Monday, November 3, 2014

Seattle Day 1

Seattle Day 1
The Panama Hotel - Pike Place Market at Night

Once the car was dropped off at the airport, it was time to find the light rail so I could check in to the Panama Hotel and drop my bags off and explore the city of Seattle.

Now After using  the light rail for a few days I got the hunch that paying for the privilege of traveling aboard its clean, easily accessible and the nifty mode of travel that it is, is done so mainly on the honor system, but I digress. It wasn't hard to find and it was only a few stops until I reached the International District/Chinatown stop; the location of my hotel.

Did I mention though that while only a few short blocks from the light rail station, it's up a rather large hill? Well it is. And then of course there was the matter of going up two flights of stairs at the Panama Hotel to check in.

After going up those stairs I waited a couple of minutes and then I was greeted and helped by a very flustered, but friendly staff member who started my check-in process, which is done entirely by hand with no computers (and yes that means taking down credit card information by hand and making photo copies of licenses and such for records and security). While I was a little concerned, I didn't mind that part so much since the Panama Hotel is a historic landmark and at one point in history the hotel was a way station for Japanese American citizens (this particular section of the International District was once known as Japantown) who were egregiously placed in internment camps during World War II. In fact one of the things that the Panama Hotel is known for is that when the hotel was purchased and reopened, the owner found the belongings from many  of the families who used the hotel as storage for their belongings until they could return home from the camps. Suitcases, art work and other memorabilia were simply frozen in time, waiting for their owners, many of which never came back to claim them.

Now back to the check-in process, when I arrived unfortunately the rooms were not cleaned and ready for a new occupant, but I got to look at the available rooms and make my selection. I was given a key, left my bags in the room and went out to explore a bit, grab some dinner and hop on a night ghost tour of the Pike Place Market.

The Panama Hotel is more so in the style of a hostel/old style European accommodation with a shared bathroom facility for the floor. Each room comes with a sink though for your basic needs.

Deciding to stretch my legs I went for a walk and as I found my way towards grub and the Pike Place Market I noticed there were lots homeless folk walking/chilling/sleeping about, especially in the Pioneer Square area. In fact just Google homeless in Seattle and you'll receive thousands of hits about the issue and what you can do to help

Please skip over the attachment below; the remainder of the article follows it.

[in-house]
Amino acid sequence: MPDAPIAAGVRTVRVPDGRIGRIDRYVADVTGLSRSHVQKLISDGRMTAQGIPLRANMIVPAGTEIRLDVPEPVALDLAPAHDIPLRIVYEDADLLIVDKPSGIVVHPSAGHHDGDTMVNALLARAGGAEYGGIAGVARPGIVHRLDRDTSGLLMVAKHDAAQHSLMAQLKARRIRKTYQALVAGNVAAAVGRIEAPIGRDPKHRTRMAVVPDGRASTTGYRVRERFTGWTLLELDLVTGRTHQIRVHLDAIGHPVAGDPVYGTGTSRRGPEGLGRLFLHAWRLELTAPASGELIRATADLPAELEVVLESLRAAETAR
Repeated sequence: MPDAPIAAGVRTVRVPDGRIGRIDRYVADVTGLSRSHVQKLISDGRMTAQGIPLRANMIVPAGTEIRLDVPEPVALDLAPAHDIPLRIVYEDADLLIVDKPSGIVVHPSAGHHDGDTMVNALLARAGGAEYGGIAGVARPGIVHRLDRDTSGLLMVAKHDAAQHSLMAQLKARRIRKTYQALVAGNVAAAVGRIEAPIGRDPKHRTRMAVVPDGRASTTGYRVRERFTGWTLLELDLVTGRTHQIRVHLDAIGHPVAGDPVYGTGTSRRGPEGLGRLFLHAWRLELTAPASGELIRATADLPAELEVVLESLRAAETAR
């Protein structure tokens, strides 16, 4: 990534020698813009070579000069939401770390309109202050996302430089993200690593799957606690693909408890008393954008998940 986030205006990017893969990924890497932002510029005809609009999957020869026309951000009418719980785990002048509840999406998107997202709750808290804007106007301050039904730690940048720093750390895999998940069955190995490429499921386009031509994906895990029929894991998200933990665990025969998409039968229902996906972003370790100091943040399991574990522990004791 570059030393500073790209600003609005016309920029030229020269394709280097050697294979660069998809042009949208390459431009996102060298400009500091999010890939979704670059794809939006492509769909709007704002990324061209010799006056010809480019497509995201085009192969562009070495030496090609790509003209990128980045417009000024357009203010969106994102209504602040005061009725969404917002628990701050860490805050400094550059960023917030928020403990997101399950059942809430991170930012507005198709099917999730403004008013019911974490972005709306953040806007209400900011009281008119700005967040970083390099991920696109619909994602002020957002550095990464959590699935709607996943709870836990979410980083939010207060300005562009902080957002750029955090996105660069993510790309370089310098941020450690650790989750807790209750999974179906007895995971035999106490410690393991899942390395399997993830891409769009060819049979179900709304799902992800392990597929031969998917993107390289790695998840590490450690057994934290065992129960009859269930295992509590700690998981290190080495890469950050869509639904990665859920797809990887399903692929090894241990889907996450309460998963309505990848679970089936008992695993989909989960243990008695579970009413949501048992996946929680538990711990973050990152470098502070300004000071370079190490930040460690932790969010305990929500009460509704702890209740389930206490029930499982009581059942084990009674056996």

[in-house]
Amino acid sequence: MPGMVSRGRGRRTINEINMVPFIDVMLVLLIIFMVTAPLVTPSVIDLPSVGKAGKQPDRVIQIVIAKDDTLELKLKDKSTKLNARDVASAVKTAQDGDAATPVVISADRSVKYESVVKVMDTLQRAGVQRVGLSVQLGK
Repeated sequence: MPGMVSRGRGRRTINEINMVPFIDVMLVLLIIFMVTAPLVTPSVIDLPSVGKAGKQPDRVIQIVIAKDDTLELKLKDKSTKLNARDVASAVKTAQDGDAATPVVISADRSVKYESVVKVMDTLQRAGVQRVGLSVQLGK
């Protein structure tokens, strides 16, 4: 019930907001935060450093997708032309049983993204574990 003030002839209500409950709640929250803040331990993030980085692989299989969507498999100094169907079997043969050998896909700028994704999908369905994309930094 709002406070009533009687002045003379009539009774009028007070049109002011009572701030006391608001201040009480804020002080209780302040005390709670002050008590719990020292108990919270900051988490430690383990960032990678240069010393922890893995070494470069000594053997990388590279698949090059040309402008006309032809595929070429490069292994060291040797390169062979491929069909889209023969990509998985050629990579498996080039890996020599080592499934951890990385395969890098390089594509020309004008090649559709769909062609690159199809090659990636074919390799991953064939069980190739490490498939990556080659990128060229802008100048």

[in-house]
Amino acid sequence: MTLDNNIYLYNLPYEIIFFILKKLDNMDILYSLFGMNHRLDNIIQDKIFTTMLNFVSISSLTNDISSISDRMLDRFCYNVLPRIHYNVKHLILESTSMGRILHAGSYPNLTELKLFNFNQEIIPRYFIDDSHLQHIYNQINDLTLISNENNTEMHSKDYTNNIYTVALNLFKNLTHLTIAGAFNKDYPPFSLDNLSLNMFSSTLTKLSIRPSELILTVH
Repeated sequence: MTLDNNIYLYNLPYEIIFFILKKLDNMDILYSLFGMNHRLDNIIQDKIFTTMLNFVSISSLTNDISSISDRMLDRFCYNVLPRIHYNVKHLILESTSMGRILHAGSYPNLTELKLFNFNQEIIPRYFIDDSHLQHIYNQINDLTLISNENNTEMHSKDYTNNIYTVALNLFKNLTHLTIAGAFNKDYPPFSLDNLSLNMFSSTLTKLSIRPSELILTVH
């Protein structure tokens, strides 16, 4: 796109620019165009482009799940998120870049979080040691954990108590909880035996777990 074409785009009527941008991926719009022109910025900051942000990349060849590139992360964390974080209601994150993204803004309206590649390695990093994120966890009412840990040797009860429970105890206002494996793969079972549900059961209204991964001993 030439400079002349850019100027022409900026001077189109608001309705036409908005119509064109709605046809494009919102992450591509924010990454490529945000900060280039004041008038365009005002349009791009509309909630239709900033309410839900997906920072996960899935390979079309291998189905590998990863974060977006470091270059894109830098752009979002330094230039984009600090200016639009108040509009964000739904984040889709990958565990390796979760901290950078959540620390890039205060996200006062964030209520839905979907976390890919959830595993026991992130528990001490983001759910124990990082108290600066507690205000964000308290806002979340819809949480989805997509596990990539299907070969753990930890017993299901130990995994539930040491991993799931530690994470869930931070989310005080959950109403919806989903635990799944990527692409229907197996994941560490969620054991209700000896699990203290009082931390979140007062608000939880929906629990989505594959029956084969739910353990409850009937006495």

Eventually or rather accidentally I found the famed Pike Place market at a time when the crowds were long gone, leaving the market to look more like a ghost town than a top tourist attraction, which was quite enjoyable when juxtaposed to the madness I would later witness in my trip. I walked up and down a bit exploring and snapping photos before I decided on a place to eat.

I ended up having a tasty and affordable meal with a view and a cold glass of Naughty Nellie beer at Lowell's.

Before venturing off to start my night ghost tour of the famed Seattle market, I made a stop off at the more infamous and sticky landmark that is the Gum Wall, which is exactly what it sounds like, a wall covered in gum. And although I myself am not a fan of chewing gum, I commandeered a few pieces from a family member from home, brought it out, chewed it well and stuck it on the wall to make my colorful and minty mark.

After a little sight seeing and well another glass of delicious and refreshing Naughty Nellie Pike Place beer, it was time for my Ghost Alley Espresso Night Market Ghost Tour. I would also like to preface this by saying how incredibly nice the staff of both Ghost Alley Espresso and the folks who run the tour are. The barista who served me a yumtastic salted nut latte actually remembered me two days later when I inadvertently stopped by her stall at the market to shop. I also ended up having an online ticket purchasing issue, which I was helped out with at the cafe and on the tour I went.

Along the way you get to hear some fun ghost stories and a whole bunch of neat history that surrounds the market and the early story of Seattle. One story in particular that was fun concerned an infamous woman by the name of Nellie (the namesake of the Pike Place Brewery's Naughty Nellie beer) and her gentleman callers. I highly suggest taking this fun and informative tour if you can, not only do you get to learn about the seedier side of Seattle and the markets long history, but the fun ghost stories and the ambiance of an empty market make it complete.

When all was said and done and my camera's memory card was nearly full from Pike Place Market night shots, I hailed a cab back to the Panama Hotel and delightfully collapsed into bed.

Next up, Day 2 in Seattle

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